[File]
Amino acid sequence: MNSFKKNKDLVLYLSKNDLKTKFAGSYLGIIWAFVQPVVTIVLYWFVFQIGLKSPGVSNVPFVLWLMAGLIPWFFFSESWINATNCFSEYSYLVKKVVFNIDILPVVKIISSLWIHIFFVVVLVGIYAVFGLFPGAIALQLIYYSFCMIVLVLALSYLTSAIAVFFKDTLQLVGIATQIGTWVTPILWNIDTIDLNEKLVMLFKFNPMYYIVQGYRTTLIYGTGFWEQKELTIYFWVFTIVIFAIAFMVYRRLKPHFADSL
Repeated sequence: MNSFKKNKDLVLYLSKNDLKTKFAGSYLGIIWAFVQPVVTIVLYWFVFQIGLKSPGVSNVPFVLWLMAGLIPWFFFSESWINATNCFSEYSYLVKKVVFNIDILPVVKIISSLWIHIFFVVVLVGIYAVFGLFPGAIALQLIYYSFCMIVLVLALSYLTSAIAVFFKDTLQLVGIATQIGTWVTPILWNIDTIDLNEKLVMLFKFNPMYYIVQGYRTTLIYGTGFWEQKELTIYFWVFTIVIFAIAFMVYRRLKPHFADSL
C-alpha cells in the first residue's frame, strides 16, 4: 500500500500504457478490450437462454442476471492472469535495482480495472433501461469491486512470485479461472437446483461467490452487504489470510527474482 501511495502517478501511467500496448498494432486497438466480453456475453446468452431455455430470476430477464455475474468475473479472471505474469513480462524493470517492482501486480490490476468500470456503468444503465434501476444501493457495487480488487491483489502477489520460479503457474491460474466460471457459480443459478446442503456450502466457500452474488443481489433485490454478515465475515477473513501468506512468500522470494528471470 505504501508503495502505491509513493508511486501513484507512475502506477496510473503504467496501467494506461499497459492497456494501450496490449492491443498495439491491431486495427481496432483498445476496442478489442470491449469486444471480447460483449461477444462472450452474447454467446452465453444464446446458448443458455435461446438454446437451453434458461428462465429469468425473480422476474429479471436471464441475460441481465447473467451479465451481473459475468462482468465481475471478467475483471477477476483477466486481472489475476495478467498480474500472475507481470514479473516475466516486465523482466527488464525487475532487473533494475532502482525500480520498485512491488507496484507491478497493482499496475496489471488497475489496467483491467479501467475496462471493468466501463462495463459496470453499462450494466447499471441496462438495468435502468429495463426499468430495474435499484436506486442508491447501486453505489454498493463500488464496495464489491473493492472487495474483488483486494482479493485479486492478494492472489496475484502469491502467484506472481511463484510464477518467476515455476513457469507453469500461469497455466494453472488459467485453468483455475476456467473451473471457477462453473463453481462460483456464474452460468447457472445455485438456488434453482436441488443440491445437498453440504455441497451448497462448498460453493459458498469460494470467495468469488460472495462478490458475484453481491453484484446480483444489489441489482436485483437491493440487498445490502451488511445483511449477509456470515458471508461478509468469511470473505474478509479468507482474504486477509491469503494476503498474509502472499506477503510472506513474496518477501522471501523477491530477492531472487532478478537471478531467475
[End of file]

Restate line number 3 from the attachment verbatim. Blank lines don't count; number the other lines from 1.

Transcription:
C-alpha cells in the first residue's frame, strides 16, 4: 500500500500504457478490450437462454442476471492472469535495482480495472433501461469491486512470485479461472437446483461467490452487504489470510527474482 501511495502517478501511467500496448498494432486497438466480453456475453446468452431455455430470476430477464455475474468475473479472471505474469513480462524493470517492482501486480490490476468500470456503468444503465434501476444501493457495487480488487491483489502477489520460479503457474491460474466460471457459480443459478446442503456450502466457500452474488443481489433485490454478515465475515477473513501468506512468500522470494528471470 505504501508503495502505491509513493508511486501513484507512475502506477496510473503504467496501467494506461499497459492497456494501450496490449492491443498495439491491431486495427481496432483498445476496442478489442470491449469486444471480447460483449461477444462472450452474447454467446452465453444464446446458448443458455435461446438454446437451453434458461428462465429469468425473480422476474429479471436471464441475460441481465447473467451479465451481473459475468462482468465481475471478467475483471477477476483477466486481472489475476495478467498480474500472475507481470514479473516475466516486465523482466527488464525487475532487473533494475532502482525500480520498485512491488507496484507491478497493482499496475496489471488497475489496467483491467479501467475496462471493468466501463462495463459496470453499462450494466447499471441496462438495468435502468429495463426499468430495474435499484436506486442508491447501486453505489454498493463500488464496495464489491473493492472487495474483488483486494482479493485479486492478494492472489496475484502469491502467484506472481511463484510464477518467476515455476513457469507453469500461469497455466494453472488459467485453468483455475476456467473451473471457477462453473463453481462460483456464474452460468447457472445455485438456488434453482436441488443440491445437498453440504455441497451448497462448498460453493459458498469460494470467495468469488460472495462478490458475484453481491453484484446480483444489489441489482436485483437491493440487498445490502451488511445483511449477509456470515458471508461478509468469511470473505474478509479468507482474504486477509491469503494476503498474509502472499506477503510472506513474496518477501522471501523477491530477492531472487532478478537471478531467475